Coming Out of Left Field

Monday, November 07, 2005

The West Wing: "The Debate"

The wife and I enjoyed watching this episode, probably because we're Democrats, and the Democratic candidate came off much better in the debate. Santos appeared smart and confident and willing to try new ideas, while Vinick -- who earlier in his campaign had seemed intelligent and independent -- reverted to Republican type with all his talk of tax cuts and shrinking government. I wondered momentarily how Vinick managed to get elected in California. Then the wife reminded me, considering who's governor there now, Vinick wouldn't have been that much of a stretch.

It was also fun seeing cameramen moving around and knowing that the show was going on live. After a while, though, I realized something was missing. It wasn't debate about the issues (there was plenty of that). It wasn't the challenges and thinly veiled jabs (there were plenty of those too). I couldn't put my finger on it until someone on the West Wing Tribe mentioned it would've been nice to see Josh's reaction when Santos agreed to drop the debate rules. Then I remembered that I love seeing the behind-the-scenes stuff -- negotiations, confrontations between Josh and Santos/Louise/Donna, crises of conscience, etc. -- that go along with the public events. Not that I expected any of it, given that it's hard to film anything live, but I did miss it.

Other notes:

-- Belated "Yay!" for Donna's return. Now if Josh would only get over himself long enough to listen to her.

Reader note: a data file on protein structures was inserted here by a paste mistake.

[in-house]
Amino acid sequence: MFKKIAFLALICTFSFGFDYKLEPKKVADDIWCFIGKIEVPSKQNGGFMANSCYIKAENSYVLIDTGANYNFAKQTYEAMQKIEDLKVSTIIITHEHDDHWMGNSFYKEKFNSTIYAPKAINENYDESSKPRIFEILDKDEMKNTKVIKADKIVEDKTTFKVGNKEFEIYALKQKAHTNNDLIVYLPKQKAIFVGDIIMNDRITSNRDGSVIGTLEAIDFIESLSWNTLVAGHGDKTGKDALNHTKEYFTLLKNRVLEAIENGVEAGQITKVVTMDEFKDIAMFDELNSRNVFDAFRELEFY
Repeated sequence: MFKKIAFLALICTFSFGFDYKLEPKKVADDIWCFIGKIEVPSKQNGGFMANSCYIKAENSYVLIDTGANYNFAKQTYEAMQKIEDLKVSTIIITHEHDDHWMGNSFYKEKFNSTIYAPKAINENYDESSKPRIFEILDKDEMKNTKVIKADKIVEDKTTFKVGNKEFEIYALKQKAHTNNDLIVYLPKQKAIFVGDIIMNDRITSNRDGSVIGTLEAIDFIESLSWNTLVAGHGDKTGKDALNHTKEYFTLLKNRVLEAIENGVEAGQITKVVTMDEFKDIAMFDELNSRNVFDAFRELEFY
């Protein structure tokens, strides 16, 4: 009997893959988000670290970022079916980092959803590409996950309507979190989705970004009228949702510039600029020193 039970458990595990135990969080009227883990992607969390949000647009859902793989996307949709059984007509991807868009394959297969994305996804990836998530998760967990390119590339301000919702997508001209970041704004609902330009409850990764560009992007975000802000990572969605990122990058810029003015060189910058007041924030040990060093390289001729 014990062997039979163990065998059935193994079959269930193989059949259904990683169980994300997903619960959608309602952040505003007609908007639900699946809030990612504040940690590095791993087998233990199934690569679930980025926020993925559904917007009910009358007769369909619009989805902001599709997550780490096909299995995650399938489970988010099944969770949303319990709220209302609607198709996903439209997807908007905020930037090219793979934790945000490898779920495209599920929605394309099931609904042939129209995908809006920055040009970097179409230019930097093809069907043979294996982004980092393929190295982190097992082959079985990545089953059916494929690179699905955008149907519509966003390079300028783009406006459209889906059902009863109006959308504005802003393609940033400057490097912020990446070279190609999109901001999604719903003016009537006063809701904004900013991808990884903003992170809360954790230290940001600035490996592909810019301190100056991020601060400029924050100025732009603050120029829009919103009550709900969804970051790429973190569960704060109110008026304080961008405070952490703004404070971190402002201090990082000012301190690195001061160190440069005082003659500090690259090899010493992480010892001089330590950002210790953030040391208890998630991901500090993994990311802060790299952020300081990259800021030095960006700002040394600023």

-- Ellen DeGeneres gets another "Yay!" The commercials were a bit lame, but she's cute in that appealingly dorky way.
-- Interesting that the credits showed a lot of people who weren't actually in the episode. Is this how Richard Schiff is going to get his 11 appearances?
-- The next new episode isn't until Dec. 4. It's going to be a looooonnnng month.

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Comments:
I don't think Santos necessarily came off looking better -- I'm not a Democrat, but an independent, and I suppose my views are conservative on some issues and liberal on others. I think Vinick scored better on the value of letting the market set prices for drugs, and on the true source of poor Africa's misery. But Santos is definitely right about immigration and on a need for more tax burden on accumulated wealth. (The tax thing should actually be a Religious Right stance, if you've ever read the Prophets.) All in all, I appreciate the education that West Wing does, not just in this episode but in others, too.
 

I appreciate it too. If only shows like these had been around when I was in high school -- I think I would've paid much more attention to current events.
 

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